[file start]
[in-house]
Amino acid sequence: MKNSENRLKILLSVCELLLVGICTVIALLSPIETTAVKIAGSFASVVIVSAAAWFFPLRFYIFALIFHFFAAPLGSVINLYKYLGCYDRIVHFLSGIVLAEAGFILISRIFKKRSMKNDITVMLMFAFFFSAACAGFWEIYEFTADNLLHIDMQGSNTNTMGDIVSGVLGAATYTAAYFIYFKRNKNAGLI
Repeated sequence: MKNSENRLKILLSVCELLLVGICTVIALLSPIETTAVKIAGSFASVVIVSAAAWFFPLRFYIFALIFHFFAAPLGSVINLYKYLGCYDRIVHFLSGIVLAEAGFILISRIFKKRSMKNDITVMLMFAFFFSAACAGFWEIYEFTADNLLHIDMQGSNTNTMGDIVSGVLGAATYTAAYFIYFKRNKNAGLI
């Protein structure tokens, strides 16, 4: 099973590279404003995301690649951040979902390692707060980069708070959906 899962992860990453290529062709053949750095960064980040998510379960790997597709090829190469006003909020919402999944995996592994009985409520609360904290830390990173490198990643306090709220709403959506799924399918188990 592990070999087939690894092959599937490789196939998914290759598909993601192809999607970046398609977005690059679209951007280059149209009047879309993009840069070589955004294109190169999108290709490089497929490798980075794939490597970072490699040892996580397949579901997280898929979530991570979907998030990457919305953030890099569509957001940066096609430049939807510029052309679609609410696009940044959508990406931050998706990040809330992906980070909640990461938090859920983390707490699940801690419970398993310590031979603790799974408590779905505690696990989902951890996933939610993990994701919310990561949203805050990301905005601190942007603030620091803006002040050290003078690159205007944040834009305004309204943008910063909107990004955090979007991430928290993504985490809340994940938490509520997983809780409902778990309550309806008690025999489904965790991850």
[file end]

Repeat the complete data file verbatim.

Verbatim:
[in-house]
Amino acid sequence: MKNSENRLKILLSVCELLLVGICTVIALLSPIETTAVKIAGSFASVVIVSAAAWFFPLRFYIFALIFHFFAAPLGSVINLYKYLGCYDRIVHFLSGIVLAEAGFILISRIFKKRSMKNDITVMLMFAFFFSAACAGFWEIYEFTADNLLHIDMQGSNTNTMGDIVSGVLGAATYTAAYFIYFKRNKNAGLI
Repeated sequence: MKNSENRLKILLSVCELLLVGICTVIALLSPIETTAVKIAGSFASVVIVSAAAWFFPLRFYIFALIFHFFAAPLGSVINLYKYLGCYDRIVHFLSGIVLAEAGFILISRIFKKRSMKNDITVMLMFAFFFSAACAGFWEIYEFTADNLLHIDMQGSNTNTMGDIVSGVLGAATYTAAYFIYFKRNKNAGLI
């Protein structure tokens, strides 16, 4: 099973590279404003995301690649951040979902390692707060980069708070959906 899962992860990453290529062709053949750095960064980040998510379960790997597709090829190469006003909020919402999944995996592994009985409520609360904290830390990173490198990643306090709220709403959506799924399918188990 592990070999087939690894092959599937490789196939998914290759598909993601192809999607970046398609977005690059679209951007280059149209009047879309993009840069070589955004294109190169999108290709490089497929490798980075794939490597970072490699040892996580397949579901997280898929979530991570979907998030990457919305953030890099569509957001940066096609430049939807510029052309679609609410696009940044959508990406931050998706990040809330992906980070909640990461938090859920983390707490699940801690419970398993310590031979603790799974408590779905505690696990989902951890996933939610993990994701919310990561949203805050990301905005601190942007603030620091803006002040050290003078690159205007944040834009305004309204943008910063909107990004955090979007991430928290993504985490809340994940938490509520997983809780409902778990309550309806008690025999489904965790991850």